The Word for today:
And because He loved your fathers, therefore He chose their descendants after them; and He brought you out of Egypt with His Presence, with His mighty power. (Deuteronomy 4:37)
Sing me no song! Read me no rhyme!We spent the last couple days talking about musical declarations of love for Jesus. I wondered whether some of those songs are appropriate for a public setting. It wasn’t until the very end of a two-part article that we got around to what the Bible says love for God should look like:
Don't waste my time, Show me!
Don't talk of June, Don't talk of fall!
Don't talk at all! Show me! ("Show Me," from the musical "My Fair Lady")
The theme of Deuteronomy, which we are just beginning, is to love and obey God:
Hear, O Israel: The LORD our God is one LORD:
And thou shalt love the LORD thy God with all thine heart, and with all thy soul, and with all thy might. (Deuteronomy 6:4-5)
OK, we should love God, but how is that accomplished? The Bible makes it clear that obedience is man’s response to God’s love:
If you love me, keep my commandments. (John 14:15)
***In the books of Moses (Genesis through Deuteronomy) God models a very important axiom of true love: Show, then Tell.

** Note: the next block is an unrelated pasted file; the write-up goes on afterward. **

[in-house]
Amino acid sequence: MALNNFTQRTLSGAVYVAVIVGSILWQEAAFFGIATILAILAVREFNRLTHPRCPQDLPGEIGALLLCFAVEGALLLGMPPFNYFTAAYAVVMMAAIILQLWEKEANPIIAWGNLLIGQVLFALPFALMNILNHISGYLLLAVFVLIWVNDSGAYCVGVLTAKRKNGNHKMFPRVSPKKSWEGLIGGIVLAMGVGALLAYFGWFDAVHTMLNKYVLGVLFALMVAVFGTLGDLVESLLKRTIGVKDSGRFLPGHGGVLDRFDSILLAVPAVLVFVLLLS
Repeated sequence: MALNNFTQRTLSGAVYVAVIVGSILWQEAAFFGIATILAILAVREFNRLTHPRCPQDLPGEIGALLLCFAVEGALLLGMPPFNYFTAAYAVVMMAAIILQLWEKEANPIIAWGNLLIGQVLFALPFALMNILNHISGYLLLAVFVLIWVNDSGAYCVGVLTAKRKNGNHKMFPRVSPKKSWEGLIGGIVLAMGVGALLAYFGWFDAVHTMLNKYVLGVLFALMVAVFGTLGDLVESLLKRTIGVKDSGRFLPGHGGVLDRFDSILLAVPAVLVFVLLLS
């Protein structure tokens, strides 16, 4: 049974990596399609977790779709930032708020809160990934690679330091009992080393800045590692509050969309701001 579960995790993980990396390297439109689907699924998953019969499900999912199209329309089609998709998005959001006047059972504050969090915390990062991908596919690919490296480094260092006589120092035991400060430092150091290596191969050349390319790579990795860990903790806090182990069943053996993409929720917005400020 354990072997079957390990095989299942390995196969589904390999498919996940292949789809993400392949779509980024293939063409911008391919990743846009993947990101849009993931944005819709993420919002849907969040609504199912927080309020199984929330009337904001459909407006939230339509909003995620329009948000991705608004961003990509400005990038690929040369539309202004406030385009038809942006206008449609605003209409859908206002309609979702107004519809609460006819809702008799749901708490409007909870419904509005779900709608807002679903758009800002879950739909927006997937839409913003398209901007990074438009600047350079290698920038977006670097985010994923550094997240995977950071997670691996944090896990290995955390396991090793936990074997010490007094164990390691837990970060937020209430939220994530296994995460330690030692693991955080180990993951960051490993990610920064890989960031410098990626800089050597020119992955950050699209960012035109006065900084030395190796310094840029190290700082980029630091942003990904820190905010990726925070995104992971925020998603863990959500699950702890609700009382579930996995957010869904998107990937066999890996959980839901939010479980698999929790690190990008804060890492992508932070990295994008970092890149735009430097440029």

We are not aware that he is modeling this axiom until we get all the way to Deuteronomy 4:37:
And because He loved your fathers, therefore He chose their descendants after them; and He brought you out of Egypt with His Presence, with His mighty power.
Deuteronomy 4:37 is the first time in the Bible that God tells anybody he loved them. But he has demonstrated it from the first verse in Genesis.
We would do well to emulate God by letting our obedience demonstrate our love for him. Whether or not we ever get around to saying ‘love’ is very nearly immaterial.
In the great book of Psalms, which is the Bible’s collection of worship songs, I was able to locate just two verses where the Psalmist tells God that he loves Him. Here they are:
I love you, O LORD, my strength. (Psalm 18:1)
I love the LORD, for he heard my voice; he heard my cry for mercy. (Psalm 116:1)
Sometimes I can’t help but wonder, as we proclaim our lavish love for God every Sunday, whether our protestations of love are, as they should be, the exclamation point following a week of obedience.
If the Bride of Christ has not first demonstrated love by her obedience, then her 'love' is just a word that was never made flesh.
Sometimes I get the feeling, as we sing our ardent love songs to Jesus, that the Lady doth protest too much.